Part 3. jQuery Basics: Pseudo selectors

Published on: July 19, 2013 Written by: Thokozani Mhlongo

 jQuery Pseudo selectors

Pseudo selectors are very useful. You might often find yourself using them quite often when building web applications too. You may be familiar with some of these selectors - CSS selectors - such as :hover , :visited , etc. They are preceded with a colon behind them and a typical example is the CSS selector a:hover selector which applies your specified styles to a hyperlink when you hover over it. You might find yourself in a situation where you create a web form with multiple checkboxes or radio buttons, and you might want to perform certain validation/computation or perform some action based on what a user checks on that form. A live example would be Gmail. If you take a look at your Gmail's user interface, you will notice that with every email listed on your inbox has a checkbox next to it that you can tick and when you do so you'll see that at the top of that list actions suddenly show up such as deleting on what you've selected, marking those items as read, and so forth. In the case of an application similar to that of Gmail, we can use pseudo selectors in determining which items were checked. You can review all the selectors on the jQuery selectors API documentation

Let's get started

In this tutorial we are going to covering a lot of these selectors using jQuery. We will also create an example on how to tell the number of items selected on a list. Take a look at the following code, we are going to be using our knowledge we've gained from our last tutorial on events and animations. If you haven't viewed the tutorial then click here before you continuing with this one. In this example we are going to be fading out the "first" paragraph when a button is clicked.

<!DOCTYPE html PUBLIC "-//W3C//DTD XHTML 1.0 Transitional//EN" "http://www.w3.org/TR/xhtml1/DTD/xhtml1-transitional.dtd">
<html xmlns="http://www.w3.org/1999/xhtml" xml:lang="en" lang="en">

<head>
    <meta http-equiv="content-type" content="text/html; charset=iso-8859-1" />

    <title>jQuery Pseudo Examples</title>
    <script type="text/javascript" src="jquery-1.8.2.min.js"></script>
    <script type="text/javascript">
        $(document).ready(function() {
            $('#fadeOurFirstParagraph').click(function() {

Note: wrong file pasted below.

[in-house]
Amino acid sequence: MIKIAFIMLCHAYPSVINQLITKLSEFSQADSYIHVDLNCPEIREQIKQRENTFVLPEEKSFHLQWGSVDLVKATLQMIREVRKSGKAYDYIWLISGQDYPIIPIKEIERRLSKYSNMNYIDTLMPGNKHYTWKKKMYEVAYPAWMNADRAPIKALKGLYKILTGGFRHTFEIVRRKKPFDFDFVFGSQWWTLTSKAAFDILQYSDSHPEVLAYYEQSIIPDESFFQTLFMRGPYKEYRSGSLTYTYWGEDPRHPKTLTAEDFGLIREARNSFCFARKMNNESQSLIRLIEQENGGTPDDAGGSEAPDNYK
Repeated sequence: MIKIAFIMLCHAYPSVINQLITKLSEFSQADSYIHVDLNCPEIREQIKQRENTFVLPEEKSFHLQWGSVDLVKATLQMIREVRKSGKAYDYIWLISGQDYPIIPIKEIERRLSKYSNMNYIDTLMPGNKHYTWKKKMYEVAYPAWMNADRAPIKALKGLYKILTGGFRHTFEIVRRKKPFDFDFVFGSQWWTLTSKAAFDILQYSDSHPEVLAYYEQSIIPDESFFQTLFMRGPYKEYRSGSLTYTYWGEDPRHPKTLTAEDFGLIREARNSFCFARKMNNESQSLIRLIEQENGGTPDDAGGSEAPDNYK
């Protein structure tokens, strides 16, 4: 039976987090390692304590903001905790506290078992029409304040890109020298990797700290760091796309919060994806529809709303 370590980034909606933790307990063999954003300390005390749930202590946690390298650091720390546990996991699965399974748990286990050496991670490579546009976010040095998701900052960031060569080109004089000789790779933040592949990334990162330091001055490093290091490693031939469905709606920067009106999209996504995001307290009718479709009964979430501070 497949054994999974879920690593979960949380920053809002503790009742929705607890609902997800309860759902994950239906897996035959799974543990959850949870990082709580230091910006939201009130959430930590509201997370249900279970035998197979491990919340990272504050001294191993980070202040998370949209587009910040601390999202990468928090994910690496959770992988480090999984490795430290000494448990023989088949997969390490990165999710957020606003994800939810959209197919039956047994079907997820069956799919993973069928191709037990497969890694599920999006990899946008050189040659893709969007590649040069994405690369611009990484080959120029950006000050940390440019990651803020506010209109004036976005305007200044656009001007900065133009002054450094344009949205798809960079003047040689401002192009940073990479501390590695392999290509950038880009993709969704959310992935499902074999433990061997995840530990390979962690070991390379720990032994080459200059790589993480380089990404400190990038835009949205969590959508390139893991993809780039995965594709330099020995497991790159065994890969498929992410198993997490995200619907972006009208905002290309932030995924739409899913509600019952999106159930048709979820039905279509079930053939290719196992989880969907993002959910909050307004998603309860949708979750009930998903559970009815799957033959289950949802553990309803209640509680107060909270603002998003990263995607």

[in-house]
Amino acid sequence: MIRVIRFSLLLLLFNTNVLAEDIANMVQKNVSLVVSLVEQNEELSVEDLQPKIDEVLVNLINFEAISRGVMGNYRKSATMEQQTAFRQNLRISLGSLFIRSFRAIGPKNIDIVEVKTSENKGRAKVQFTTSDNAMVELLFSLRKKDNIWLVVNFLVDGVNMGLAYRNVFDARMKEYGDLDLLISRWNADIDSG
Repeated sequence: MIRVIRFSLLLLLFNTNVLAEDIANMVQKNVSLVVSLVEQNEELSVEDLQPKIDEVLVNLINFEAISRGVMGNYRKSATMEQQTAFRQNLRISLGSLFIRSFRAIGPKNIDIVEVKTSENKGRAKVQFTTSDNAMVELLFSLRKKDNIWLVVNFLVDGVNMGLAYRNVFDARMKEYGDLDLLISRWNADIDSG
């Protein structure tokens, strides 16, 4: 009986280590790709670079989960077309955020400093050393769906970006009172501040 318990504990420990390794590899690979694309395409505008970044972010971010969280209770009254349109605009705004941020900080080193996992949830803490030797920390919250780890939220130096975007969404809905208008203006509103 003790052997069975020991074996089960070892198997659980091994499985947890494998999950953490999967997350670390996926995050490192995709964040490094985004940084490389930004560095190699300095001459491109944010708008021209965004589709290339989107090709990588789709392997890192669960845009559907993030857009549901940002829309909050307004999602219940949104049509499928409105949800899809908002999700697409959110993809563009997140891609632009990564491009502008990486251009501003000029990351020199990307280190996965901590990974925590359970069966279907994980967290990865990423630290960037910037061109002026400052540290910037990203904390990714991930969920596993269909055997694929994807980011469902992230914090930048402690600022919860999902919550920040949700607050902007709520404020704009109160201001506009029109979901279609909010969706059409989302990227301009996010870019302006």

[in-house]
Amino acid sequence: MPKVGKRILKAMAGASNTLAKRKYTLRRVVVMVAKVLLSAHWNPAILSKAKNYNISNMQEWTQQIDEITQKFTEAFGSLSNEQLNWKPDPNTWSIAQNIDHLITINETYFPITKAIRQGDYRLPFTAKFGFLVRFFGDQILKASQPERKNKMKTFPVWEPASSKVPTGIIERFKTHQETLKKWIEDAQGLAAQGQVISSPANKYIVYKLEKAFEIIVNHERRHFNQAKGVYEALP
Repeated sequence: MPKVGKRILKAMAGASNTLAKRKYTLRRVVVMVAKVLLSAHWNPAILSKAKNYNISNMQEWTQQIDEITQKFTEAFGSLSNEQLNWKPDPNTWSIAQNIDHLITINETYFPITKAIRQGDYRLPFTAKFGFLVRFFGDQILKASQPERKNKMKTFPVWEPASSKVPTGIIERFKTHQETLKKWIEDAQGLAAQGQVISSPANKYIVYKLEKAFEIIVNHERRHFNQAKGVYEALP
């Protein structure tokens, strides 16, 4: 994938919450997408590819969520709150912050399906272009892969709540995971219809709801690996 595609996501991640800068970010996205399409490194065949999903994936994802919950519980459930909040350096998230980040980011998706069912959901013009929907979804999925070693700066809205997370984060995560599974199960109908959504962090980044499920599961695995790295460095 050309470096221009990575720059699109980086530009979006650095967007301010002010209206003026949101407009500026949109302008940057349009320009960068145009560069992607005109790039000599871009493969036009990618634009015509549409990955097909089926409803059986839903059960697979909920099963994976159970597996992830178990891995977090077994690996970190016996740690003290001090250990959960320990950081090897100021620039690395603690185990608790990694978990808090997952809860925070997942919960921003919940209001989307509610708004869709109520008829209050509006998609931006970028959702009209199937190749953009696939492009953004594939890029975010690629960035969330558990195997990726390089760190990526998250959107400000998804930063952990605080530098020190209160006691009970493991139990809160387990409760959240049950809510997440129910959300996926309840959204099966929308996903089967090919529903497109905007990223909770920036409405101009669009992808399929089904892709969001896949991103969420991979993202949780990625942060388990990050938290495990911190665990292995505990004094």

$('p:first').fadeOut(500);
            });
        });
    </script>
</head>

<body>
    <button id="fadeOurFirstParagraph">Click to fade out the first button</button>

    <p>Lorem ipsum dolor sit amet, consectetur adipisicing elit, sed do eiusmod tempor incididunt ut labore et dolore magna aliqua. Ut enim ad minim veniam, quis nostrud exercitation ullamco laboris nisi ut aliquip ex ea commodo consequat. Duis aute irure dolor in reprehenderit in voluptate velit esse cillum dolore eu fugiat nulla pariatur. Excepteur sint occaecat cupidatat non proident, sunt in culpa qui officia deserunt mollit anim id est laborum</p>
    <br />
    <p>Lorem ipsum dolor sit amet, consectetur adipisicing elit, sed do eiusmod tempor incididunt ut labore et dolore magna aliqua. Ut enim ad minim veniam, quis nostrud exercitation ullamco laboris nisi ut aliquip ex ea commodo consequat. Duis aute irure dolor in reprehenderit in voluptate velit esse cillum dolore eu fugiat nulla pariatur. Excepteur sint occaecat cupidatat non proident, sunt in culpa qui officia deserunt mollit anim id est laborum</p>
    <br />
    <p>Lorem ipsum dolor sit amet, consectetur adipisicing elit, sed do eiusmod tempor incididunt ut labore et dolore magna aliqua. Ut enim ad minim veniam, quis nostrud exercitation ullamco laboris nisi ut aliquip ex ea commodo consequat. Duis aute irure dolor in reprehenderit in voluptate velit esse cillum dolore eu fugiat nulla pariatur. Excepteur sint occaecat cupidatat non proident, sunt in culpa qui officia deserunt mollit anim id est laborum</p>
    <br />
    <p>Lorem ipsum dolor sit amet, consectetur adipisicing elit, sed do eiusmod tempor incididunt ut labore et dolore magna aliqua. Ut enim ad minim veniam, quis nostrud exercitation ullamco laboris nisi ut aliquip ex ea commodo consequat. Duis aute irure dolor in reprehenderit in voluptate velit esse cillum dolore eu fugiat nulla pariatur. Excepteur sint occaecat cupidatat non proident, sunt in culpa qui officia deserunt mollit anim id est laborum</p>
</body>
</html>  


If you take a look at the highlighted line above we have used the :first selector on the <p> tag specified on our $(...). What we are saying here is fade out the first paragraph only. We can also fade out the last paragraph by replacing our highlighted line above with this one:

$('p:last').fadeOut(500);


Let's take a look at an example where we'd like to fade out a paragraph that's not the first nor even the last. In that case there's a selector called :eq(N) where N is the position where the paragraph is on the document. The N starts at 0 onwards. So lets try fading out the second paragraph which is at index 1. Look at the following code which does exactly that:

<!DOCTYPE html PUBLIC "-//W3C//DTD XHTML 1.0 Transitional//EN" "http://www.w3.org/TR/xhtml1/DTD/xhtml1-transitional.dtd">
<html xmlns="http://www.w3.org/1999/xhtml" xml:lang="en" lang="en">

<head>
  <meta http-equiv="content-type" content="text/html; charset=iso-8859-1" />